With a new flight management control processor designed to modernize the aircraft’s computer system, improve its weapons integration and enable it to rapidly embrace software upgrades, service officials said.
The new processor increases the performance of the avionics and on-board computer systems by about 1,000-times, Air Force officials said.
"The B-2 Flight Management Control Processor has been replaced with a modern Integrated Processor Unit. This upgrade is a quantum improvement over the legacy system, providing over a thousand times the processor throughput, memory, and network speed,” Maj. Gen. Jon Norman, Director of Global Power Programs in the Office of the Assistant Secretary of the Air Force for Acquisition, told Scout Warrior in a written statement.
The B-2 Flight Management Control Processor Upgrade, also known as the Extremely High Frequency, Increment 1 processor upgrade, completed the final aircraft install in August 2016, Air Force spokesman Capt. Michael Hertzog said.
Faster, more capable processors will enable the aircraft’s avionics, radar, sensors and communications technologies to better identify and attack enemy targets. The sensor-to-shooter time will be greatly reduced, allowing the B-2 to launch weapons much more effectively, therefore reducing its exposure to enemy attacks.
Although built in the 1980s, the B-2 is a digital airplane which uses what’s called a “glass cockpit” for flight controls and on-board systems.
The upgrade involves the re-hosting of the flight management control processors, the brains of the airplane, onto much more capable integrated processing units. This results in the laying-in of some new fiber optic cable as opposed to the mix bus cable being used right now – because the B-2’s computers from the 80s are getting maxed out and overloaded with data, Air Force officials told Scout Warrior.
“Processing capacity is the force enabler for all future B-2 avionics upgrades, including upcoming integration of digital nuclear weapons, such as the B61-12," Norman added.
Air Force plans, as Norman indicated, call for the B-2 bomber to be armed with a next generation digital nuclear weapon -- called the B-61 Mod 12 with a tail kit.
The B-61 Mod 12 is an ongoing modernization program which seeks to integrate the B-61 Mods 3, 4, 7 and 10 into a single variant with a guided tail kit. The B-61 Mod 12 is being engineered to rely on an inertial measurement unit for navigation, service officials explained.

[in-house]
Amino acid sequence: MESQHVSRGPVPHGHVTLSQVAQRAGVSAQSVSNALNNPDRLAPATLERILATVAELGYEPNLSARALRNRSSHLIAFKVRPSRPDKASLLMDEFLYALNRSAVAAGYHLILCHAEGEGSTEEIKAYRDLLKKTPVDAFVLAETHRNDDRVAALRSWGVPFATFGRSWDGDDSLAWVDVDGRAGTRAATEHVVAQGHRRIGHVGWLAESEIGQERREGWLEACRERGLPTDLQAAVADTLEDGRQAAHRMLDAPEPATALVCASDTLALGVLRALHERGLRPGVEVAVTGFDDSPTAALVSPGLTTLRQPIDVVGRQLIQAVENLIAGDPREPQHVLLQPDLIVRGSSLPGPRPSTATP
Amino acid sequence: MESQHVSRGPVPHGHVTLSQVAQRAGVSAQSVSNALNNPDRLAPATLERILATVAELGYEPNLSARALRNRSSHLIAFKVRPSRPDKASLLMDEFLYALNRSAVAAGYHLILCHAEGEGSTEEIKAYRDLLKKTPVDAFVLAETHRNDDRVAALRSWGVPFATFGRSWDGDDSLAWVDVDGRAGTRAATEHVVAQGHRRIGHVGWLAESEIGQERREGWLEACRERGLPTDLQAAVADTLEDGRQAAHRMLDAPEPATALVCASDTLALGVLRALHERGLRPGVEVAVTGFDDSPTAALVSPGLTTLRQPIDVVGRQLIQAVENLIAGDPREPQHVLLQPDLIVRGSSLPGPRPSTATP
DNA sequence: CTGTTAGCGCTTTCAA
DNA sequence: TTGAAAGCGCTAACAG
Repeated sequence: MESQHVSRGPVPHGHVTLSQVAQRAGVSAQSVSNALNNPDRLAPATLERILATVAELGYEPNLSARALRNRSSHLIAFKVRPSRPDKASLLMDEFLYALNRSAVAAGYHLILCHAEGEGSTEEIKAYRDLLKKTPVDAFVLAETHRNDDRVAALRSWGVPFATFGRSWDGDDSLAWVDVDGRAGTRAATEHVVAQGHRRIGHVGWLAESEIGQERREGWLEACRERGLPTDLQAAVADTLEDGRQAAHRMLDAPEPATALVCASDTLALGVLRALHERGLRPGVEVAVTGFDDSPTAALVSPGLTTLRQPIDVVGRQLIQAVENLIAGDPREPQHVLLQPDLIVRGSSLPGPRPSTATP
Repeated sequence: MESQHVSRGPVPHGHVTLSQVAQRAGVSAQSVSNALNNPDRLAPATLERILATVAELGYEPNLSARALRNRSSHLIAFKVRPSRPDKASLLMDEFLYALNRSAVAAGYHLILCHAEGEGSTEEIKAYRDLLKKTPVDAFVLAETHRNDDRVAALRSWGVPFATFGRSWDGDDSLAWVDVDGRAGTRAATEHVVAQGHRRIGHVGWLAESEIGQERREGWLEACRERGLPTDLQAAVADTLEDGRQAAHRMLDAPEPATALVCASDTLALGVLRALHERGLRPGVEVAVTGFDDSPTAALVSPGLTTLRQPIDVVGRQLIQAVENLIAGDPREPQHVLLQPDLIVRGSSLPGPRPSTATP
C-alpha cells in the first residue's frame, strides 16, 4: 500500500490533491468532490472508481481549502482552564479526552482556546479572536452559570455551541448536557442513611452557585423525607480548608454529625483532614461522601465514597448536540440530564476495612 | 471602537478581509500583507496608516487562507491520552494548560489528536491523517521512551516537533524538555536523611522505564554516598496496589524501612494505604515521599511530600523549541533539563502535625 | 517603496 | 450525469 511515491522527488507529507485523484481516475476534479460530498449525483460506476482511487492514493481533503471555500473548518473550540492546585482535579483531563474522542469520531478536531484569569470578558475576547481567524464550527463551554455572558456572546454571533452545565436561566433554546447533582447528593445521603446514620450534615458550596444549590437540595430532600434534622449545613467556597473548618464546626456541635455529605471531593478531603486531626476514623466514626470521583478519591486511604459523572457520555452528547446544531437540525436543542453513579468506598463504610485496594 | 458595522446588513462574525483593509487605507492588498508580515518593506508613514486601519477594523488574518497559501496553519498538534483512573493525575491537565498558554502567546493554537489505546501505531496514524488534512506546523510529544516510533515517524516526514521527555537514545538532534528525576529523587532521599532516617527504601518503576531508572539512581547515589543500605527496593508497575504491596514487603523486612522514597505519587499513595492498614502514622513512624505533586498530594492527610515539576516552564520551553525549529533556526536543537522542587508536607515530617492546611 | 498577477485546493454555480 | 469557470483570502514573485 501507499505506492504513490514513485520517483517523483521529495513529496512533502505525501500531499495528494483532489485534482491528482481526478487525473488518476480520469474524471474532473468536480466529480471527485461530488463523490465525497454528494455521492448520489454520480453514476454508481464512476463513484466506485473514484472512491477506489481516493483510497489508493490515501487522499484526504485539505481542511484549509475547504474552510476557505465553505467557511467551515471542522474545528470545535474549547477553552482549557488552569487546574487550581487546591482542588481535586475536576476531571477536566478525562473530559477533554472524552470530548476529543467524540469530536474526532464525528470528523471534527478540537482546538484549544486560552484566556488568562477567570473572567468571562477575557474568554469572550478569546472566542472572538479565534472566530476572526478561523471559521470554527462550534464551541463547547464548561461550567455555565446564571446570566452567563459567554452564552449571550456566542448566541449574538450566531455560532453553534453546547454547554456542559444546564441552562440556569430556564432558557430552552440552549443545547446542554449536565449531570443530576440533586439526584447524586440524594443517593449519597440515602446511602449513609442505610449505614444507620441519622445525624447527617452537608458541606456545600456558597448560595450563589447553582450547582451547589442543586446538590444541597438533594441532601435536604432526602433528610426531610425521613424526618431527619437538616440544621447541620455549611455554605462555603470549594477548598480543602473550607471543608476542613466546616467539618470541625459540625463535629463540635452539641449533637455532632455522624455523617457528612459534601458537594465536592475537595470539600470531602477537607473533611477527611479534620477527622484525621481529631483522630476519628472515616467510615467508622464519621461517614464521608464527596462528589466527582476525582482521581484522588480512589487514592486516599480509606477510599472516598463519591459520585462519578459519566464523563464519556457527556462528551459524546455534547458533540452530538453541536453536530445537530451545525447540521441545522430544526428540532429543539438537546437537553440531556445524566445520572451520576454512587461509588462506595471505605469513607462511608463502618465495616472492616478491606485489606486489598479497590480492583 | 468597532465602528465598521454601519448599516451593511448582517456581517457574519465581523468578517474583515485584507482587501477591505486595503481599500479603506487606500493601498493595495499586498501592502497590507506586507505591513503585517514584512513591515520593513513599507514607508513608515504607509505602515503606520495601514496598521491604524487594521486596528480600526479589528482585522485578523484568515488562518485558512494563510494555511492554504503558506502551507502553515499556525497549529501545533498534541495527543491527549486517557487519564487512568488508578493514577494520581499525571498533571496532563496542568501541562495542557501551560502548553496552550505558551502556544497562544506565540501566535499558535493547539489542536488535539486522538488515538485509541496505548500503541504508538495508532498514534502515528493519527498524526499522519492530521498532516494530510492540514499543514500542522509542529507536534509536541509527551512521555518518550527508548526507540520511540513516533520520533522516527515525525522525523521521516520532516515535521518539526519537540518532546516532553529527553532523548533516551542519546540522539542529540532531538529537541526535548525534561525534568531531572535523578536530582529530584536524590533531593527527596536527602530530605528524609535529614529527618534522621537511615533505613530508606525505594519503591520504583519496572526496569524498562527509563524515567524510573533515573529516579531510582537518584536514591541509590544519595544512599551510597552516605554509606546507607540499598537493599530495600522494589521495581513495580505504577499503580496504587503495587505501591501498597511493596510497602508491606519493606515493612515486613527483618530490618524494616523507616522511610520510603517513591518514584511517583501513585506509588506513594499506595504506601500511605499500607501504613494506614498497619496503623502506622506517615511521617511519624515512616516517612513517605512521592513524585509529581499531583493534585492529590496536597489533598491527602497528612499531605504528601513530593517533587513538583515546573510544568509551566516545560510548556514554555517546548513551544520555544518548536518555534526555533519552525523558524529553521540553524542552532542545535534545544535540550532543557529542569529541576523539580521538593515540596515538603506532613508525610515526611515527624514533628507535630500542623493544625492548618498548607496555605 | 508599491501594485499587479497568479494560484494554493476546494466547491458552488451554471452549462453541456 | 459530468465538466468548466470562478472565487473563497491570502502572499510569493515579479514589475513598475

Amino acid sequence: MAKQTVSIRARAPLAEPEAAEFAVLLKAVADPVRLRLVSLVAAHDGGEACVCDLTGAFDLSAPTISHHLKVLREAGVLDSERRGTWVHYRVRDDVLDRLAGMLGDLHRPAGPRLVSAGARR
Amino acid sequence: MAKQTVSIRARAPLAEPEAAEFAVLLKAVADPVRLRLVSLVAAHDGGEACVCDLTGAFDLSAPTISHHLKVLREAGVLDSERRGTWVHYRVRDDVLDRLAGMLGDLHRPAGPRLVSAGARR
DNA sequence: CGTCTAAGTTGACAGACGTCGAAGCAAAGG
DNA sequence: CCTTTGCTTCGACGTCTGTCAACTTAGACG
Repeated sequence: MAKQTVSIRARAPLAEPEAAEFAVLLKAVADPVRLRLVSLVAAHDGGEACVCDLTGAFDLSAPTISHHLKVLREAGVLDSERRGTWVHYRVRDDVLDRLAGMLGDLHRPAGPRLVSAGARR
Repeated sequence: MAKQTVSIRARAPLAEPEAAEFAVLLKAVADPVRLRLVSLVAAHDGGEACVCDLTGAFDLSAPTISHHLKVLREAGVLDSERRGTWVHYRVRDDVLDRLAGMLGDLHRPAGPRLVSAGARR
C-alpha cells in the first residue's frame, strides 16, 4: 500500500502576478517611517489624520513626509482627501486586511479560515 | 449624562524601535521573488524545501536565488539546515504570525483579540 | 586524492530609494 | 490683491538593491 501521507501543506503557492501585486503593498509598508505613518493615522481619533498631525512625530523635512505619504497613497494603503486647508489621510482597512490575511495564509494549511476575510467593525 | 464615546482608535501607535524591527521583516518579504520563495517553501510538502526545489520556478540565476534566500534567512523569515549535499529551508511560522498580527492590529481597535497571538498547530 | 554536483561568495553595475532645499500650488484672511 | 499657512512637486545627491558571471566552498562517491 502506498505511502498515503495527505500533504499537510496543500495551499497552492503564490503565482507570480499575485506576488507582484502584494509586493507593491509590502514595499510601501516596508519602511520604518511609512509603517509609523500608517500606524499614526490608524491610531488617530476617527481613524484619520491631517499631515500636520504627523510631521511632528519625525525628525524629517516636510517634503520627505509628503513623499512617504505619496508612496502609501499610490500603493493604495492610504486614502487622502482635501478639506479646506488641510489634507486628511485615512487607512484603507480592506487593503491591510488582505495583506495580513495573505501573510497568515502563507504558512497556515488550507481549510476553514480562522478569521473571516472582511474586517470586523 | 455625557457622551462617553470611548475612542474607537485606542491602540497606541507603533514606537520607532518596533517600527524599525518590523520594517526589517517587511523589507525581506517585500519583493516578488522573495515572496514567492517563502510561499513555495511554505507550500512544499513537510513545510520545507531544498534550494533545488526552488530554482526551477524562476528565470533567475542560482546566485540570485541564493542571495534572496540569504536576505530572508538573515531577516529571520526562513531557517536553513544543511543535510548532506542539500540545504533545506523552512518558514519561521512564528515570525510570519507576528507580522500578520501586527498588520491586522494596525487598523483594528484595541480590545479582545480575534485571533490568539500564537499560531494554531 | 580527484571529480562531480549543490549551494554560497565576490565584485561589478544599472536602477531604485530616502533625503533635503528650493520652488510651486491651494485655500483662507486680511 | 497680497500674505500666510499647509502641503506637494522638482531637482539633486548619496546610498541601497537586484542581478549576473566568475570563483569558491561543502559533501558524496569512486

The service is also accelerating plans to acquire a nuclear-armed Long Range Stand-Off weapon or, LRSO - an air-launched, guided nuclear cruise missile.
The LRSO is especially designed for high-risk enemy targets where firing a long-range nuclear weapon might be needed to keep aircraft crews away from risk of successful enemy attack. The Air Force has released a solicitation to industry as part of the process to design, build and deploy the new weapon.
The LRSO will replace the Air Launched Cruise Missile, or ALCM, which right now is only carried by the B-52 bomber, officials said.
In addition to the LRSO, B83 and B-61 Mod 12, the B-2 will also carry the B-61 Mod 11, a nuclear weapon designed with penetration capabilities, Air Force officials said.
Alongside its nuclear arsenal, the B-2 will carry a wide range of conventional weapons to include precision-guided 2,000-pound Joint Direct Attack Munitions, or JDAMs, 5,000-pound JDAMs, Joint Standoff Weapons, Joint Air-to-Surface Standoff Missiles and GBU 28 5,000-pound bunker buster weapons, among others.
The platform is also preparing to integrate a long-range conventional air-to-ground standoff weapon called the JASSM-ER, for Joint Air-to-Surface Standoff Missile, Extended Range.
The B-2 can also carry a 30,000-pound conventional bomb known as the Massive Ordnance Penetrator, a weapon described as a more explosive version of the Air Force GBU-28 bunker buster.
Most of the Air Force B-2 bombers based at Whiteman AFB in Missouri. The B-2 can reach altitudes of 50,000 feet and carry 40,000 pounds of payload.
The aircraft, which entered service in the 1980s, has flown missions over Iraq, Libya and Afghanistan. In fact, given its ability to fly as many as 6,000 nautical miles without need to refuel, the B-2 flew from Missouri all the way to an island off the coast of India called Diego Garcia – before launching bombing missions over Afghanistan.